Written by attorney Frank R Sariol

Abuse of Civil Process and/or Malicious Prosecution (Civil Court) in California

We hear time after time how our legal system is “out of control". We hear stories of frivolous law suits achieving outrageous results like the infamous “McDonald’s hot coffee on the lap" case. We complain about and criticize the system as if every single case that is filed in our civil courts were of the same caliber as those “outrageous" cases. But I beg to differ. I believe that the vast majority of the cases filed are legitimate as there are laws and legal procedures in place to minimize the filing of “frivolous" cases.

However, even with the deterrents in place, there are instances where people and/or their attorney(s) abuse the civil legal system by filing meritless actions against others. This is quite common with personal injury actions, where greedy people file to recover damages even though they are NOT injured.

When that happens, there is recourse for those who have been wrongfully sued. The victorious defendant (the person wrongfully sued) can file an action against the losing plaintiff (the person who filed the law suit) and/or his/her attorney, an action for “abuse of the civil process" and/or “malicious prosecution".

A valid malicious prosecution case requires the following:

In Daniels v. Robbins, the California Court of Appeals addressed a claim of malicious prosecution against opposing counsel. Malicious prosecution requires that the following elements of proof be present:

  • The entire prior action proceedings must be completed.

Prior actions may include civil lawsuits, administrative proceedings, declaratory relief actions, probate proceedings and even insanity proceedings.

  • The person who was initially sued achieved a favorable termination of the prior action.

This means the court ruled in favor of the person originally sued (defendant) and found that the suit did not merit action, and if it did proceed, it would fail.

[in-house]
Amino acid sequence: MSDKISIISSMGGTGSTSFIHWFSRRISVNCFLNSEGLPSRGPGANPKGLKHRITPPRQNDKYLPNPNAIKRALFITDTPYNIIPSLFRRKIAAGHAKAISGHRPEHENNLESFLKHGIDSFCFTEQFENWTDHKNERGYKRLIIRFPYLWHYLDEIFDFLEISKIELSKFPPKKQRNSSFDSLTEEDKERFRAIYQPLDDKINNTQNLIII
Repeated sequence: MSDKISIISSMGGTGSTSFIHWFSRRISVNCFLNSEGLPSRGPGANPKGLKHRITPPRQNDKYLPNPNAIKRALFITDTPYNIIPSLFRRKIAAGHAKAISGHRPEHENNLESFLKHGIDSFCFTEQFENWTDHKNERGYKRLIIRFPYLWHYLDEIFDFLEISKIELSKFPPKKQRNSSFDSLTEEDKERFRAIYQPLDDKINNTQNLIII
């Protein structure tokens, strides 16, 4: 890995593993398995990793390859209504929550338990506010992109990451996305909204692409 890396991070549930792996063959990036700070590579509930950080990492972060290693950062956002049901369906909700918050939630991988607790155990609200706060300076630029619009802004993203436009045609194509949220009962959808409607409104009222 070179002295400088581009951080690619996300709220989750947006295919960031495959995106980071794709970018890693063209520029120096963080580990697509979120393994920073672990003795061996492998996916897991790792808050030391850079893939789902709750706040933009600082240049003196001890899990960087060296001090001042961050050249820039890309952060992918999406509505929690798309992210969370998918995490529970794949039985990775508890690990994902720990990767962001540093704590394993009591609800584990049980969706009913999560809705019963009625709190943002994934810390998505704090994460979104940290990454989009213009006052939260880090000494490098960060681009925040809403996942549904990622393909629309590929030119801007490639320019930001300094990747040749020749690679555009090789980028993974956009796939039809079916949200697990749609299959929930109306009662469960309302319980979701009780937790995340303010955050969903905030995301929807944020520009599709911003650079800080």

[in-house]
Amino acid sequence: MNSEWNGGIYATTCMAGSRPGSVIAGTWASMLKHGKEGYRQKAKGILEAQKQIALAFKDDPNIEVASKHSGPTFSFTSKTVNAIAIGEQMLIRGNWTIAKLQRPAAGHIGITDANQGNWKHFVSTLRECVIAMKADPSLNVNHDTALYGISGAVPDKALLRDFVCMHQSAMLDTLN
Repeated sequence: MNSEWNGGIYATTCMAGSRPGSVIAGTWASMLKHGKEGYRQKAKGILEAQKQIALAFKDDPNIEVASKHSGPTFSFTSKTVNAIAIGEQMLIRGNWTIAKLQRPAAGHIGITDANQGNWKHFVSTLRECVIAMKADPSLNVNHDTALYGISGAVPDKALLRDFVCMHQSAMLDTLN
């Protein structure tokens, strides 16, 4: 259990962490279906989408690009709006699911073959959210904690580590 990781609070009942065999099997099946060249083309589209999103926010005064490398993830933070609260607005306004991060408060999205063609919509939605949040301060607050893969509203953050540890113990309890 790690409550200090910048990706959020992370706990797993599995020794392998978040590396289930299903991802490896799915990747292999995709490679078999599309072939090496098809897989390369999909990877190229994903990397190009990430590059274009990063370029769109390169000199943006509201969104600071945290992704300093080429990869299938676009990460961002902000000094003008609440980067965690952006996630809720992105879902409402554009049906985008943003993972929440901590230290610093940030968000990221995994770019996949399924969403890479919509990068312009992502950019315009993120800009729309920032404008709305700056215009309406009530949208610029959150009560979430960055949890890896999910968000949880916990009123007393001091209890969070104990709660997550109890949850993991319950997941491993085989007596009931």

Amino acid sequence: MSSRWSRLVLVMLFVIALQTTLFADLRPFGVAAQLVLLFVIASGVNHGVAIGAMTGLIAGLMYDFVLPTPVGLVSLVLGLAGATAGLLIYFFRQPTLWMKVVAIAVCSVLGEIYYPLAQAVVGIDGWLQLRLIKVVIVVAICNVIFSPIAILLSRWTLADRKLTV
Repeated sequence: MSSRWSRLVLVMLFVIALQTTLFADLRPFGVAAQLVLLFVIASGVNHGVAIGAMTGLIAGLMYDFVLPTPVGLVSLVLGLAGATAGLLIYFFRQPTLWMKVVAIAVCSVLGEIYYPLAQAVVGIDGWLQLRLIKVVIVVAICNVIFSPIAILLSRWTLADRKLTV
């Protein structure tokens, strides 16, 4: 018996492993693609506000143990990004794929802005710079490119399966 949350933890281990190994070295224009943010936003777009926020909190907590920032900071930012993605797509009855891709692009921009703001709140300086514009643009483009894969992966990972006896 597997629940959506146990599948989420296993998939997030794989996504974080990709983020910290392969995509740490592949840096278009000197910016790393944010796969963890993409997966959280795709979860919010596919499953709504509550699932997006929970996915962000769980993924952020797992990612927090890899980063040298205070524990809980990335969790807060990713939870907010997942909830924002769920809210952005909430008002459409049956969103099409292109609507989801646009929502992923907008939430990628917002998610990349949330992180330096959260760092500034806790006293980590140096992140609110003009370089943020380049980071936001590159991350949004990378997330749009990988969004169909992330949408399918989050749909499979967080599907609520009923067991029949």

• There was no probable cause for the prior action.

This means that there was no reasonable belief as to the validity of the prior action. The courts examine probable cause from an attorney's viewpoint: whether a reasonable attorney would believe there is a meritorious claim.

  • The prior action was initiated with malice.

This can be shown where the action was filed for an improper purpose, such as to harass the plaintiff or to force the plaintiff to do something unrelated to the merits of the prior action.

What can an aggrieved defendant recover in an “Abuse of Process/Malicious Prosecution" action? Any attorney fees and costs that the person incurred in defending the original case will be recoverable. Emotional distress and damage to reputation can come as a result of a person being sued. If it can be proven that the person has indeed suffered emotionally, then he/she can recover “specific" damages (medical bills, cost of going to therapy, medication, etc.) as well as “general" damages (pain, suffering, sleeplessness, etc..). Loss of reputation will be harder to prove, but if evidence of such a loss can be successfully introduced at trial, then the person can recover for the “economic" damages that this loss has caused.

There is another type of damage that can be recovered if it can be proven that the actions or conduct of the plaintiff in the original case was malicious. However, the malicious conduct must be superior to just simple malice. The conduct must be outrageous and despicable.

So the next time you hear someone say that the courts are filled with meritless, frivolous cases, you will know that the people that do file them can end up with the exact opposite result that they were trying to achieve.

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